On the electric power generation side of the equation, as cooling water becomes warmer during hot spells or becomes more scarce, the capacity of thermoelectric power generating plants may also decrease. While there are steps that can be taken, such as dry cooling, these come at a significant cost and efficiency penalty. Energy efficiency is not a silver bullet for the changing availability of cooling water; however, increased efficiency can offset some of the decreased capacity and make the energy supply go further, easing resource constraints when it is important to do so.

Using water efficiency to reduce climate stresses

There are many tools in the water conservation toolbox that can alleviate climate stresses, too. Reducing water lost in the distribution system through leak detection programs (see examples here and here) and using water-saving products—like WaterSense-labeled appliances—are two examples. (Both leak detection and water efficiency retrofits are part of the reason water demand from communities served by the Massachusetts Water Resources Authority has fallen by nearly a third since 1980.) These technologies and practices will be important for moderating water demand, when climate change may push demand upwards or alter supply. Tamping down on water waste throughout the system will cushion the impact of likely increased demand for water end-uses like agricultural irrigation and refrigeration equipment. Attention should also be paid to considering water availability when making crop choices—it makes little sense to grow water-intensive crops in the desert.

Green infrastructure (like rain gardens and bioswales) also share some of the climate change benefits discussed above. When a storm hits a community with a combined sewer system, green infrastructure reduces the flow of wastewater into treatment plants, potentially lessening energy demand. Some green infrastructure (like green roofs) can also reduce the urban heat island effect, lessening cooling loads. Green infrastructure’s benefits also are important to keep in mind as climate change necessitates new infrastructure investments.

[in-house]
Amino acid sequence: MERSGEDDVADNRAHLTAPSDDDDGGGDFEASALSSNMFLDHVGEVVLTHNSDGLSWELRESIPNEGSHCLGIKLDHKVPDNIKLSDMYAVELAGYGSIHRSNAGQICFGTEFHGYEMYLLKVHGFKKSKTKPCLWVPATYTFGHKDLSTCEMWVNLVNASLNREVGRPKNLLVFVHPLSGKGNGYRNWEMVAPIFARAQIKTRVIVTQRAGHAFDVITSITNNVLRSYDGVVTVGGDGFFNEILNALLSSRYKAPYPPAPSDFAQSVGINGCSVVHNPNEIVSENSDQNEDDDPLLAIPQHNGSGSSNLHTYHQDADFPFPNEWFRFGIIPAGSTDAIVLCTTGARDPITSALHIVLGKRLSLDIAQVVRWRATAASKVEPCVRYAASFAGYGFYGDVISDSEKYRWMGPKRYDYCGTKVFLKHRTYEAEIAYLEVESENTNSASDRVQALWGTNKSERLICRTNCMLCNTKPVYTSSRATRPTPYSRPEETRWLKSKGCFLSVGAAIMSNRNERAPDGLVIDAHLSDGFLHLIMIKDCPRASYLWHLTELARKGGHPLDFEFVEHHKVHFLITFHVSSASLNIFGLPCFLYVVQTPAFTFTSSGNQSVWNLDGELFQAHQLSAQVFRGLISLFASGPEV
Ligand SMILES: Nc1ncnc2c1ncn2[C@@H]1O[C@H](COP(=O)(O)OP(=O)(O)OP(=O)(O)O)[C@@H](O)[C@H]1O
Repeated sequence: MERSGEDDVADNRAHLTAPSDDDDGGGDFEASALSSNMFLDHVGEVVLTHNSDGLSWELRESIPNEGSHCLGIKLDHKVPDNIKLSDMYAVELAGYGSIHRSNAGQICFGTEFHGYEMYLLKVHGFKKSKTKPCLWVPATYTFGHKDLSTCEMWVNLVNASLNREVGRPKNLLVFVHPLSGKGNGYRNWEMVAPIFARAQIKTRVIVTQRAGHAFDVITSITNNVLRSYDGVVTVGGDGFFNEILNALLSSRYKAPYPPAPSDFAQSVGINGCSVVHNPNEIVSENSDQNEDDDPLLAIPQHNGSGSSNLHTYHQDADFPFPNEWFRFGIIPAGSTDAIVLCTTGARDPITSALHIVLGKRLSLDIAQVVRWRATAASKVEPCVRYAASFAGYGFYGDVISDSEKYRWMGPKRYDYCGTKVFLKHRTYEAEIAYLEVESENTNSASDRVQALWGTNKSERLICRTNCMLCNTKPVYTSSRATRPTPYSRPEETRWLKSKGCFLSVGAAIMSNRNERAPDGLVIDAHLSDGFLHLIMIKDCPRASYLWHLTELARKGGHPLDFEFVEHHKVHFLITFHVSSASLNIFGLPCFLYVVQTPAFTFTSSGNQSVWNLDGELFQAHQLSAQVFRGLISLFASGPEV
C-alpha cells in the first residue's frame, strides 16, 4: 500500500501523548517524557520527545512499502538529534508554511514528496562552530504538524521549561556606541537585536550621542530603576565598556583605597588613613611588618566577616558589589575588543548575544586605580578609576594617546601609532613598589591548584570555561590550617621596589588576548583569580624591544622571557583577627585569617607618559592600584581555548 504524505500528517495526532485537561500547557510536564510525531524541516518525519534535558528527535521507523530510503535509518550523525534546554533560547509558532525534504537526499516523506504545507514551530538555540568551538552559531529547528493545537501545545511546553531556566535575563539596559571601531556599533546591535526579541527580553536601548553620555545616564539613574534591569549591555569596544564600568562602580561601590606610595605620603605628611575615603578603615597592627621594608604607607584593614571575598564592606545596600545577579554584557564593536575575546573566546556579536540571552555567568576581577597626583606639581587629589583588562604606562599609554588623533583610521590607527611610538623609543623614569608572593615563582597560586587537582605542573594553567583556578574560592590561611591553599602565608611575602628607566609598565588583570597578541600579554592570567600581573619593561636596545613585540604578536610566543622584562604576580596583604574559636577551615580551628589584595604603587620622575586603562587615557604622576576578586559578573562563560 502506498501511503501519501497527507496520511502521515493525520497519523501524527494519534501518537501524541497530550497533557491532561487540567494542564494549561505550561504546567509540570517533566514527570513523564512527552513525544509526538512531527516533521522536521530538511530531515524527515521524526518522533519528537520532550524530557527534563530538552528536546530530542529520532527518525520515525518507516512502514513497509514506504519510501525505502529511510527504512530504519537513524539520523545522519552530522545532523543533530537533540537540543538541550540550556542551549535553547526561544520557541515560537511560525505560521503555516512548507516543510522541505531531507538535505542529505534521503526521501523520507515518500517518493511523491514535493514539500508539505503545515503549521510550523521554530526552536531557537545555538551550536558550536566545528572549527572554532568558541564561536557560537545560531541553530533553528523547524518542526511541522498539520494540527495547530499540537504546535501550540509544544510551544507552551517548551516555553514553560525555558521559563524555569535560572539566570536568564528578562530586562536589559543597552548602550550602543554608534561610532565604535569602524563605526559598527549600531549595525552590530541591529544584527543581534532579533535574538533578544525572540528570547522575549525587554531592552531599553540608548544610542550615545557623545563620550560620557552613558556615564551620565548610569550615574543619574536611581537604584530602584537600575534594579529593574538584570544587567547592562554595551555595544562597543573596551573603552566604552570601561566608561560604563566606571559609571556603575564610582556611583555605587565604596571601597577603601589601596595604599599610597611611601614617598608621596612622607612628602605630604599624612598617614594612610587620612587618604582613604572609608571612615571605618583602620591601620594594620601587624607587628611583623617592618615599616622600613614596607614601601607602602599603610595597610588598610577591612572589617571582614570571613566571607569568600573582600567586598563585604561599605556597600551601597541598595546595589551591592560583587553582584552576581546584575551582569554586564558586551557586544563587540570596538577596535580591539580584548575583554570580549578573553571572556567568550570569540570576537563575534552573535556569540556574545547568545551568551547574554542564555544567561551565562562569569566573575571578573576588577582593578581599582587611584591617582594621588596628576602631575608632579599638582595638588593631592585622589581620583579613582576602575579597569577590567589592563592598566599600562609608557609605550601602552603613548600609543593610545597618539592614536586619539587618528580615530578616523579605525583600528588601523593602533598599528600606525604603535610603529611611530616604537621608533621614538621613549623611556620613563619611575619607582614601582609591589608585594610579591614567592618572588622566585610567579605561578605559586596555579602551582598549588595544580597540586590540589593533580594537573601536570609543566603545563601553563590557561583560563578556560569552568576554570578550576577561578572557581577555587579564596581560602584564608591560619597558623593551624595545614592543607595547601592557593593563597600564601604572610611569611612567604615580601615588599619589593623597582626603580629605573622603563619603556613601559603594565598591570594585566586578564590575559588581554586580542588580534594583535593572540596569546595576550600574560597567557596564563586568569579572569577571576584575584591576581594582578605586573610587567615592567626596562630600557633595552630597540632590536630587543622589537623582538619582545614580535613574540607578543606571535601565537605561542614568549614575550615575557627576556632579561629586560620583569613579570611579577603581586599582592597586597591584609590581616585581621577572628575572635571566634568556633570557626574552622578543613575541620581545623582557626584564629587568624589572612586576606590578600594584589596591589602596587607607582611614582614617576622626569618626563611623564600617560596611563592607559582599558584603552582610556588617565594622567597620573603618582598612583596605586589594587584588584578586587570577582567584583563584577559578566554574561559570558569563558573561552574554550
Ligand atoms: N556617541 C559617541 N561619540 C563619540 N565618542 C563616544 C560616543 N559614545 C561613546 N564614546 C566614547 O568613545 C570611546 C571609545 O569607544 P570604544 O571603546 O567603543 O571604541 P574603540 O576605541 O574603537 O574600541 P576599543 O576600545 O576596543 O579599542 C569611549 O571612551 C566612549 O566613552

Accelerating efficiency efforts

The topics discussed here only scratch the surface of efficiency’s adaptation properties, while not touching on its mitigation properties (as others have herehere, and here). Accelerating efforts to save both water and energy will be key in making communities more resilient as the impacts of climate change continue to manifest themselves. We will write about more ways to specifically accelerate efforts, like increasing efficiency programs administered by water and energy utilities, in future posts.

What is the current state of efficiency at the water-energy nexus? The 2015 City Energy Efficiency Scorecard gives us a snapshot for the water utilities and wastewater utilities serving 51 large US cities through its metrics on water efficiency, energy efficiency in water and wastewater facilities, and energy-efficient stormwater management policies. What does it tell us? With only 9 cities receiving perfect scores, there’s room for improvement, and lots of untapped potential.